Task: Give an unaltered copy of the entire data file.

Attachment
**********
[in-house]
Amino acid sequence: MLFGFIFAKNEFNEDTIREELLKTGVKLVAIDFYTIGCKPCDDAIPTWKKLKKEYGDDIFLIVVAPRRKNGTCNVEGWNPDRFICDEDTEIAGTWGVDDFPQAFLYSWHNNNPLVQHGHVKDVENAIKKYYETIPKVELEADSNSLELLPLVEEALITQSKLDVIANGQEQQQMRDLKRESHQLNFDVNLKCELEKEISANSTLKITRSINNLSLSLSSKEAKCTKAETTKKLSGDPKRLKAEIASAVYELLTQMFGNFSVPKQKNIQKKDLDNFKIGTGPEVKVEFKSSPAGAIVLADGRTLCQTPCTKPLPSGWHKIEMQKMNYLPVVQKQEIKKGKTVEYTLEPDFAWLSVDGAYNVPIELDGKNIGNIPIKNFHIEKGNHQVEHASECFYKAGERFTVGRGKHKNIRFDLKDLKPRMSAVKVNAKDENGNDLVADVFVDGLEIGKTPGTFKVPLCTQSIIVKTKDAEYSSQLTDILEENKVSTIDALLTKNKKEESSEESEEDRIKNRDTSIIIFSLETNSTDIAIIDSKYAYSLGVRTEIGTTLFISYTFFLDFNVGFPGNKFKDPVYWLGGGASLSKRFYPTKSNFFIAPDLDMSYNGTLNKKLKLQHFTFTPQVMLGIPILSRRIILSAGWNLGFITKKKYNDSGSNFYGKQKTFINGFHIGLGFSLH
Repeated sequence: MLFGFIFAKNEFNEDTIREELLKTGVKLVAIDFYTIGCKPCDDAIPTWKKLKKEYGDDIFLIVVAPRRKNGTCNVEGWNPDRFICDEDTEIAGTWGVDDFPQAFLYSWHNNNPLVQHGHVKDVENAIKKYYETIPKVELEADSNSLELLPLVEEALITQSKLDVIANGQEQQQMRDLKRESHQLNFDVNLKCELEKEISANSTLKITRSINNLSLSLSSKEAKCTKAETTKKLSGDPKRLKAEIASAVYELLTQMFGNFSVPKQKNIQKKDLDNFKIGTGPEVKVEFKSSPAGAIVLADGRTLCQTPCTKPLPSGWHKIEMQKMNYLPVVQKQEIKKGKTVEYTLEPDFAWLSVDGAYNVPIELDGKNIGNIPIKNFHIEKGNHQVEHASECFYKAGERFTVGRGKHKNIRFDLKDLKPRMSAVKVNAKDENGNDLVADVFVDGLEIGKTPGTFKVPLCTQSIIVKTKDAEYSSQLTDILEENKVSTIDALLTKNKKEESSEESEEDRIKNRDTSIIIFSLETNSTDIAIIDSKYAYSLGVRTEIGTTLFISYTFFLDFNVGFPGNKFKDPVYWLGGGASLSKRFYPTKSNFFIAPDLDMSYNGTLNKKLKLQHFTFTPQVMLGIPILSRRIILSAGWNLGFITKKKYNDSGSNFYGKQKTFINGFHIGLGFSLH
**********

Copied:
[in-house]
Amino acid sequence: MLFGFIFAKNEFNEDTIREELLKTGVKLVAIDFYTIGCKPCDDAIPTWKKLKKEYGDDIFLIVVAPRRKNGTCNVEGWNPDRFICDEDTEIAGTWGVDDFPQAFLYSWHNNNPLVQHGHVKDVENAIKKYYETIPKVELEADSNSLELLPLVEEALITQSKLDVIANGQEQQQMRDLKRESHQLNFDVNLKCELEKEISANSTLKITRSINNLSLSLSSKEAKCTKAETTKKLSGDPKRLKAEIASAVYELLTQMFGNFSVPKQKNIQKKDLDNFKIGTGPEVKVEFKSSPAGAIVLADGRTLCQTPCTKPLPSGWHKIEMQKMNYLPVVQKQEIKKGKTVEYTLEPDFAWLSVDGAYNVPIELDGKNIGNIPIKNFHIEKGNHQVEHASECFYKAGERFTVGRGKHKNIRFDLKDLKPRMSAVKVNAKDENGNDLVADVFVDGLEIGKTPGTFKVPLCTQSIIVKTKDAEYSSQLTDILEENKVSTIDALLTKNKKEESSEESEEDRIKNRDTSIIIFSLETNSTDIAIIDSKYAYSLGVRTEIGTTLFISYTFFLDFNVGFPGNKFKDPVYWLGGGASLSKRFYPTKSNFFIAPDLDMSYNGTLNKKLKLQHFTFTPQVMLGIPILSRRIILSAGWNLGFITKKKYNDSGSNFYGKQKTFINGFHIGLGFSLH
Repeated sequence: MLFGFIFAKNEFNEDTIREELLKTGVKLVAIDFYTIGCKPCDDAIPTWKKLKKEYGDDIFLIVVAPRRKNGTCNVEGWNPDRFICDEDTEIAGTWGVDDFPQAFLYSWHNNNPLVQHGHVKDVENAIKKYYETIPKVELEADSNSLELLPLVEEALITQSKLDVIANGQEQQQMRDLKRESHQLNFDVNLKCELEKEISANSTLKITRSINNLSLSLSSKEAKCTKAETTKKLSGDPKRLKAEIASAVYELLTQMFGNFSVPKQKNIQKKDLDNFKIGTGPEVKVEFKSSPAGAIVLADGRTLCQTPCTKPLPSGWHKIEMQKMNYLPVVQKQEIKKGKTVEYTLEPDFAWLSVDGAYNVPIELDGKNIGNIPIKNFHIEKGNHQVEHASECFYKAGERFTVGRGKHKNIRFDLKDLKPRMSAVKVNAKDENGNDLVADVFVDGLEIGKTPGTFKVPLCTQSIIVKTKDAEYSSQLTDILEENKVSTIDALLTKNKKEESSEESEEDRIKNRDTSIIIFSLETNSTDIAIIDSKYAYSLGVRTEIGTTLFISYTFFLDFNVGFPGNKFKDPVYWLGGGASLSKRFYPTKSNFFIAPDLDMSYNGTLNKKLKLQHFTFTPQVMLGIPILSRRIILSAGWNLGFITKKKYNDSGSNFYGKQKTFINGFHIGLGFSLH